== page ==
# Which CNF boolean formulas blow up exponentially at conversion to DNF?

If I'm correct, some boolean formulas in CNF require exponential size when being converted to an equivalent DNF version (and vice versa).

But what is an example of such a formula (and is there a general way to capture their structure - if the first question is too easy, and I'm just too stupid to see it)?

In this post, the parity function is discussed as an example of a function which blows up exponentially when converted to both CNF and DNF from a non-NF version: Formulas for which any equivalent CNF formula has exponential length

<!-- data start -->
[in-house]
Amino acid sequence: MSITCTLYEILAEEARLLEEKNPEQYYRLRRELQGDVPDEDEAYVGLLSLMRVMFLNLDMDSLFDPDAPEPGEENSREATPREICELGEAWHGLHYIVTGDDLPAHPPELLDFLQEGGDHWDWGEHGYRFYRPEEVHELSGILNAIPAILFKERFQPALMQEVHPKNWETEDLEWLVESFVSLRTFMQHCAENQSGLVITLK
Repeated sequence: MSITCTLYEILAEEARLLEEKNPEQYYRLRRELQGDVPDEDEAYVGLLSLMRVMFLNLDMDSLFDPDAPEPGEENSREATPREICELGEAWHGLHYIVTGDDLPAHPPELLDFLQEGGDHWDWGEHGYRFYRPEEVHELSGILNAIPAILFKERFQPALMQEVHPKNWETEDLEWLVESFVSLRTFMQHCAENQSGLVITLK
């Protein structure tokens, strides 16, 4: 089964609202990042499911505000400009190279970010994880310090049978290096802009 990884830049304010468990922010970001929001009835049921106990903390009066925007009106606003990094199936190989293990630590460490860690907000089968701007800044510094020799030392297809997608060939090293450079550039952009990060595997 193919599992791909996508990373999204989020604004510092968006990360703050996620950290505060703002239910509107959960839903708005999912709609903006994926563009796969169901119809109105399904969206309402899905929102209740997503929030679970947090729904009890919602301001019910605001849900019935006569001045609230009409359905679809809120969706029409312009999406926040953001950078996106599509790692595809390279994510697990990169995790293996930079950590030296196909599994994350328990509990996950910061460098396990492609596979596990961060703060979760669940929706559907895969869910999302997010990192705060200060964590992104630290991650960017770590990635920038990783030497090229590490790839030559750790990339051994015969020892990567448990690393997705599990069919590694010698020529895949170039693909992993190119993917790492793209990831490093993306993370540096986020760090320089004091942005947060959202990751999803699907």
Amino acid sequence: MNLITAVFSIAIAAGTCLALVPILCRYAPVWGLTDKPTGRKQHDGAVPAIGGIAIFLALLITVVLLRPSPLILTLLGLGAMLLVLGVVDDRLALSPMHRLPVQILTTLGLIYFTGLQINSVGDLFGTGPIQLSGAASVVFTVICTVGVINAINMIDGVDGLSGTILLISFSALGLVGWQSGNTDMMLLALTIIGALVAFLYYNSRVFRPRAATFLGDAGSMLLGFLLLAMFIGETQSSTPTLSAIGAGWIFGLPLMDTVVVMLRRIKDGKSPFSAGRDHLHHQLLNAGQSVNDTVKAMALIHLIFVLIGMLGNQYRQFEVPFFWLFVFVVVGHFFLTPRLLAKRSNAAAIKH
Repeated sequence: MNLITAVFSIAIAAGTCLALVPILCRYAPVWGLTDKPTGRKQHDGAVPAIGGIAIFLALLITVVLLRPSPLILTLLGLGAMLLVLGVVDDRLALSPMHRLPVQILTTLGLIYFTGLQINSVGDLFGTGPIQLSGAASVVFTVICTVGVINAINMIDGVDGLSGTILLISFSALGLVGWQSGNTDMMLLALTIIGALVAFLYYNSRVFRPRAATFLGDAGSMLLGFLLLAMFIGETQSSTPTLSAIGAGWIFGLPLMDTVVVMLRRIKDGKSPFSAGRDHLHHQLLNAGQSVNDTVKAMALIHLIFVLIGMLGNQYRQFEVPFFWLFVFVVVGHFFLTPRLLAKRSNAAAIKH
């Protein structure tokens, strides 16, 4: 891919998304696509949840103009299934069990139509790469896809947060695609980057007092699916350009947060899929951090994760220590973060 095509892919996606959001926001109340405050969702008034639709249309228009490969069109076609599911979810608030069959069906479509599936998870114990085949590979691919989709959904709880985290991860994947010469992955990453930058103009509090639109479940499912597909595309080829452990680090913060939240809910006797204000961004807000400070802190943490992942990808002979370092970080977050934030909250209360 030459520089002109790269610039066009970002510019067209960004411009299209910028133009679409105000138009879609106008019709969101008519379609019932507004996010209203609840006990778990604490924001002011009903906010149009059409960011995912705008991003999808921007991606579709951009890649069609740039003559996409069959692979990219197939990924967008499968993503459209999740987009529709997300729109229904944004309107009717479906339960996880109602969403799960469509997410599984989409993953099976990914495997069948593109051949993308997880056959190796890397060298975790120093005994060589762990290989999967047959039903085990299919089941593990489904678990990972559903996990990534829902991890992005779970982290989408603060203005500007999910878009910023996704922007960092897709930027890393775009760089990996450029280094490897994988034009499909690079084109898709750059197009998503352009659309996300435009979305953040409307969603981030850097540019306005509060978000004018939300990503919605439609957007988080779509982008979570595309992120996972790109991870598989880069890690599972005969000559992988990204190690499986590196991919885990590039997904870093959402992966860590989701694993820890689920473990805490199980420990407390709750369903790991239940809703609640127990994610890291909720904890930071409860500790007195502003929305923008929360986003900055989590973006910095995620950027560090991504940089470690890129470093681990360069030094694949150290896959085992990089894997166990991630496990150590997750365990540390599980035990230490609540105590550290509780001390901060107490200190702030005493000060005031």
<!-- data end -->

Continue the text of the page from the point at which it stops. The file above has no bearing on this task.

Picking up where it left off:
But what about just CNF <=> DNF? And how frequent are these "bad" formulas? (Very rare, I'd suspect, but can it be proved?)

The classical example is $$(x_1 \lor y_1) \land (x_2 \lor y_2) \land \cdots \land (x_n \lor y_n)$$ which blows up to $2^n$ terms when converted to a DNF.
Most functions have CNF and DNF complexity very large – $\Theta(2^n/n)$ if I remember correctly – and so for random functions there is no blow-up for trivial reasons.